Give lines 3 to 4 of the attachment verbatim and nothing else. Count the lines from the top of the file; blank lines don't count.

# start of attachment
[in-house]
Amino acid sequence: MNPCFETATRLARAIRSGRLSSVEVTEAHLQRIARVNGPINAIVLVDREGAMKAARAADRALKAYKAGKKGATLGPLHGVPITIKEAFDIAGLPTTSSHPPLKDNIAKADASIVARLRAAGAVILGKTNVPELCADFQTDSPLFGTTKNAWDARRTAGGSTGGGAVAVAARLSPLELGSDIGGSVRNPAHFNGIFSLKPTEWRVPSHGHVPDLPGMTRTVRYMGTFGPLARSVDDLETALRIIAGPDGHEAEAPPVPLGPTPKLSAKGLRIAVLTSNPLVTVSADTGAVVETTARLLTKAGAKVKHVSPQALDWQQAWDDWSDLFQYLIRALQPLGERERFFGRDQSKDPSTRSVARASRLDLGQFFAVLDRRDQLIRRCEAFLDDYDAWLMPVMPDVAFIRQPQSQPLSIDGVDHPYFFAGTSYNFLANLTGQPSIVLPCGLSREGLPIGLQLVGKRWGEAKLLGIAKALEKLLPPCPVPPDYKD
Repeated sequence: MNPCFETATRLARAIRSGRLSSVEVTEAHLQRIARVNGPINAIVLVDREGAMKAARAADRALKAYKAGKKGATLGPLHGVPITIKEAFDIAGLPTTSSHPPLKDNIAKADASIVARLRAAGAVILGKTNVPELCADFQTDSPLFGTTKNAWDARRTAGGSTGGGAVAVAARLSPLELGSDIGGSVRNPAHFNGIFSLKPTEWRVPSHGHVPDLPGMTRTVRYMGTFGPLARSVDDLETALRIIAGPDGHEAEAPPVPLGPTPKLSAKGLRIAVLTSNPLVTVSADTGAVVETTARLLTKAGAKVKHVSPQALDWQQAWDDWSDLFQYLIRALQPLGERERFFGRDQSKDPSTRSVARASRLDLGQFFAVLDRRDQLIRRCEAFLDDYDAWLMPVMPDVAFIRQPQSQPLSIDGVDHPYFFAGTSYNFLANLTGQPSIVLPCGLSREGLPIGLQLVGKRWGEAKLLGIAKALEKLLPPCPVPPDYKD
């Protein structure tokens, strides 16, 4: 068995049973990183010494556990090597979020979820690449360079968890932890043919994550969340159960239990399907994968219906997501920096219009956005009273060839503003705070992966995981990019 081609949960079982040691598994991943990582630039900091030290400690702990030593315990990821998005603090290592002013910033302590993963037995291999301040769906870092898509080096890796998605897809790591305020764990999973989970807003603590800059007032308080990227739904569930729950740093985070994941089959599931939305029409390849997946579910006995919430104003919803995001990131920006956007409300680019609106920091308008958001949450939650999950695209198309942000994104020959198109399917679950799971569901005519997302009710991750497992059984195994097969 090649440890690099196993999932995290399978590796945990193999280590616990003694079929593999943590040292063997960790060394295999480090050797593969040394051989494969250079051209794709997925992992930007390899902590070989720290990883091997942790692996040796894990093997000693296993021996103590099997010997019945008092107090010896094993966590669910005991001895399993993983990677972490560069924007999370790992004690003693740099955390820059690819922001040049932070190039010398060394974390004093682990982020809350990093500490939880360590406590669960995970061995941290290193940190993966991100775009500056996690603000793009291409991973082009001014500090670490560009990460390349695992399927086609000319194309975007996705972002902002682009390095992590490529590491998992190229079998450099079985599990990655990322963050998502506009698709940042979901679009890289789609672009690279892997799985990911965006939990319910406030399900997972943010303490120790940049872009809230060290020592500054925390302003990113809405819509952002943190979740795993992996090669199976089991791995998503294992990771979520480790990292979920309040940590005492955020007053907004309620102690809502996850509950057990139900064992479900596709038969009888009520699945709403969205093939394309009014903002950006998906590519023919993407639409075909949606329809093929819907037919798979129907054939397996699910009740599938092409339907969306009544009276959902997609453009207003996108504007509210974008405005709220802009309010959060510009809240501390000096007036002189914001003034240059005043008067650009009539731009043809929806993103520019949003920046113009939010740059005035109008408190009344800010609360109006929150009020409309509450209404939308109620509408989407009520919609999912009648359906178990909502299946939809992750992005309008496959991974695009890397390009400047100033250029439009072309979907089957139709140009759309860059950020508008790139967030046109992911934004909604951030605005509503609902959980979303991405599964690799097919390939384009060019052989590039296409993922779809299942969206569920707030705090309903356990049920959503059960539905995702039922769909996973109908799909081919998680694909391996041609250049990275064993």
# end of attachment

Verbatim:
Repeated sequence: MNPCFETATRLARAIRSGRLSSVEVTEAHLQRIARVNGPINAIVLVDREGAMKAARAADRALKAYKAGKKGATLGPLHGVPITIKEAFDIAGLPTTSSHPPLKDNIAKADASIVARLRAAGAVILGKTNVPELCADFQTDSPLFGTTKNAWDARRTAGGSTGGGAVAVAARLSPLELGSDIGGSVRNPAHFNGIFSLKPTEWRVPSHGHVPDLPGMTRTVRYMGTFGPLARSVDDLETALRIIAGPDGHEAEAPPVPLGPTPKLSAKGLRIAVLTSNPLVTVSADTGAVVETTARLLTKAGAKVKHVSPQALDWQQAWDDWSDLFQYLIRALQPLGERERFFGRDQSKDPSTRSVARASRLDLGQFFAVLDRRDQLIRRCEAFLDDYDAWLMPVMPDVAFIRQPQSQPLSIDGVDHPYFFAGTSYNFLANLTGQPSIVLPCGLSREGLPIGLQLVGKRWGEAKLLGIAKALEKLLPPCPVPPDYKD
């Protein structure tokens, strides 16, 4: 068995049973990183010494556990090597979020979820690449360079968890932890043919994550969340159960239990399907994968219906997501920096219009956005009273060839503003705070992966995981990019 081609949960079982040691598994991943990582630039900091030290400690702990030593315990990821998005603090290592002013910033302590993963037995291999301040769906870092898509080096890796998605897809790591305020764990999973989970807003603590800059007032308080990227739904569930729950740093985070994941089959599931939305029409390849997946579910006995919430104003919803995001990131920006956007409300680019609106920091308008958001949450939650999950695209198309942000994104020959198109399917679950799971569901005519997302009710991750497992059984195994097969 090649440890690099196993999932995290399978590796945990193999280590616990003694079929593999943590040292063997960790060394295999480090050797593969040394051989494969250079051209794709997925992992930007390899902590070989720290990883091997942790692996040796894990093997000693296993021996103590099997010997019945008092107090010896094993966590669910005991001895399993993983990677972490560069924007999370790992004690003693740099955390820059690819922001040049932070190039010398060394974390004093682990982020809350990093500490939880360590406590669960995970061995941290290193940190993966991100775009500056996690603000793009291409991973082009001014500090670490560009990460390349695992399927086609000319194309975007996705972002902002682009390095992590490529590491998992190229079998450099079985599990990655990322963050998502506009698709940042979901679009890289789609672009690279892997799985990911965006939990319910406030399900997972943010303490120790940049872009809230060290020592500054925390302003990113809405819509952002943190979740795993992996090669199976089991791995998503294992990771979520480790990292979920309040940590005492955020007053907004309620102690809502996850509950057990139900064992479900596709038969009888009520699945709403969205093939394309009014903002950006998906590519023919993407639409075909949606329809093929819907037919798979129907054939397996699910009740599938092409339907969306009544009276959902997609453009207003996108504007509210974008405005709220802009309010959060510009809240501390000096007036002189914001003034240059005043008067650009009539731009043809929806993103520019949003920046113009939010740059005035109008408190009344800010609360109006929150009020409309509450209404939308109620509408989407009520919609999912009648359906178990909502299946939809992750992005309008496959991974695009890397390009400047100033250029439009072309979907089957139709140009759309860059950020508008790139967030046109992911934004909604951030605005509503609902959980979303991405599964690799097919390939384009060019052989590039296409993922779809299942969206569920707030705090309903356990049920959503059960539905995702039922769909996973109908799909081919998680694909391996041609250049990275064993």